One algorithm for finding the shortest path from a starting node to a
target node in a weighted graph is Dijkstra’s algorithm. The algorithm
creates a tree of shortest paths from the starting vertex, the source, to
all other points in the graph. _{ }

** Dijkstra’s algorithm, published in 1959 and named after its creator Dutch
computer scientist Edsger Dijkstra, can be applied on a weighted graph. The
graph can either be directed or undirected. One stipulation to using the
algorithm is that the graph needs to have a non-negative weight on every
edge. **

This is the basic algorithm used by programmers to count the shortest path
from one node to every other node._{ }

There many practical application of it in real life like using Dijkstra is
used. Like it used in location applications to give us the shortest route
from one point to another point. _{ }

We will now dive straight into the algorithm and see how it works. _{ }

We will be talking about a graph where,

The graph has the following:

• vertices, or nodes, denoted in the algorithm by v or u.

• weighted edges that connect two nodes: (u,v) denotes an edge, and w(u,v) denotes its weight. In the diagram on the right, the weight for each edge is written in gray.

This is done by initializing three values:

• dist, an array of distances from the source node s to each node in the graph, initialized the following way: dist(s) = 0; and for all other nodes v, dist(v) = ∞. This is done at the beginning because as the algorithm proceeds, the dist from the source to each node v in the graph will be recalculated and finalized when the shortest distance to v is found

• Q, a queue of all nodes present in the graph. At the end of the algorithm's progress, Q will be empty.

• S, an empty set, to indicate which nodes the algorithm has visited. At the end of the algorithm's run, S will contain all the nodes of the graph.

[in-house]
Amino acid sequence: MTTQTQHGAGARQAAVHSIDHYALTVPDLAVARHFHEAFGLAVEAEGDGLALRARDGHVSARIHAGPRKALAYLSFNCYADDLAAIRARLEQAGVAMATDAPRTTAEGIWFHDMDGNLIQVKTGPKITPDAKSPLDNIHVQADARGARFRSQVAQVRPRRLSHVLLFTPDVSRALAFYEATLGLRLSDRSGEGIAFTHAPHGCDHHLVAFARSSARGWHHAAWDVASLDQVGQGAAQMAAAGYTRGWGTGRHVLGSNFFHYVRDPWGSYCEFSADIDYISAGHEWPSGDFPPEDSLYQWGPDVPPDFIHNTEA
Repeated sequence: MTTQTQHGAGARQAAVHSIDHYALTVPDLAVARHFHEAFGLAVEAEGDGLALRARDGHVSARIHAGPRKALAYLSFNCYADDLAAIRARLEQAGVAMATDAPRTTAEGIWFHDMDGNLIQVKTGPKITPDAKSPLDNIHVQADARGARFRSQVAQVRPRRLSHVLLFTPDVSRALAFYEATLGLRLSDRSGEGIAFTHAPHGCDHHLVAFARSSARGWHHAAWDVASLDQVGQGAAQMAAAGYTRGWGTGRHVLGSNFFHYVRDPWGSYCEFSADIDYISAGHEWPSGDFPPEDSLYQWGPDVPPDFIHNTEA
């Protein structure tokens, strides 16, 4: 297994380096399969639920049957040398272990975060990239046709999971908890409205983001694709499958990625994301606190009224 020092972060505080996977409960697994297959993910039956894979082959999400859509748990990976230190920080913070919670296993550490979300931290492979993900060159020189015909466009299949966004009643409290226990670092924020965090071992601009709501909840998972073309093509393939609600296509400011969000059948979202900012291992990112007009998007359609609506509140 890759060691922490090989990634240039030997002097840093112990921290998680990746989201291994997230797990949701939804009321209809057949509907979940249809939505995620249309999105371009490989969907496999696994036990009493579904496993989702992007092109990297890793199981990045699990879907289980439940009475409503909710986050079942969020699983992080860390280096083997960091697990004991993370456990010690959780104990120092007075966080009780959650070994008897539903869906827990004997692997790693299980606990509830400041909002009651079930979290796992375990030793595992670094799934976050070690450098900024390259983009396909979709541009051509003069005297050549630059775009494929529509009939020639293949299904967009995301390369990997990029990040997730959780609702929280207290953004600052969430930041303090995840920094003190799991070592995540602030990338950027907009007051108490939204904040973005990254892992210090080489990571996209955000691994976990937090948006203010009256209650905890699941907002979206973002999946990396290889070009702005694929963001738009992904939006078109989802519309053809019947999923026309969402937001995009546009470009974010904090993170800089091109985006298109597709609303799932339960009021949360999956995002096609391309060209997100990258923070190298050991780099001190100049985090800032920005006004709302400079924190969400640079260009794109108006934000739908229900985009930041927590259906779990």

The algorithm proceeds as follows:

1. While Q is not empty, pop the node v, that is not already in S, from Q with the smallest dist (v). In the first run, source node s will be chosen because dist(s) was initialized to 0. In the next run, the next node with the smallest dist value is chosen from the Queue and this work keeps on happening.

2. Add node v to S, to indicate that v has been visited. (This is where we have reached minimum distance for that particular node ‘v’).

3. Update dist values of adjacent nodes of the current node v as follows: for each new adjacent node u,

• if dist (v) + w(u,v) < dist (u), there is a new minimal distance found for u, so update dist (u) to the new minimal distance value;

• otherwise, no updates are made to dist (u).

The algorithm has visited all nodes in the graph and found the smallest distance to each node. dist now contains the shortest path tree from source s.

This is the implementation in **O(n*logn)** and is a really efficient way to
find the shortest paths using dijkstra._{ }

This article is contributed by MD Zuhair

So that’s it for this article we will be coming up with our next article on further topics of Graph Theory very soon till then keep learning, keep coding, keep reading and keep improving !!

**Happy Coding **

**By Programmers Army **
**😊**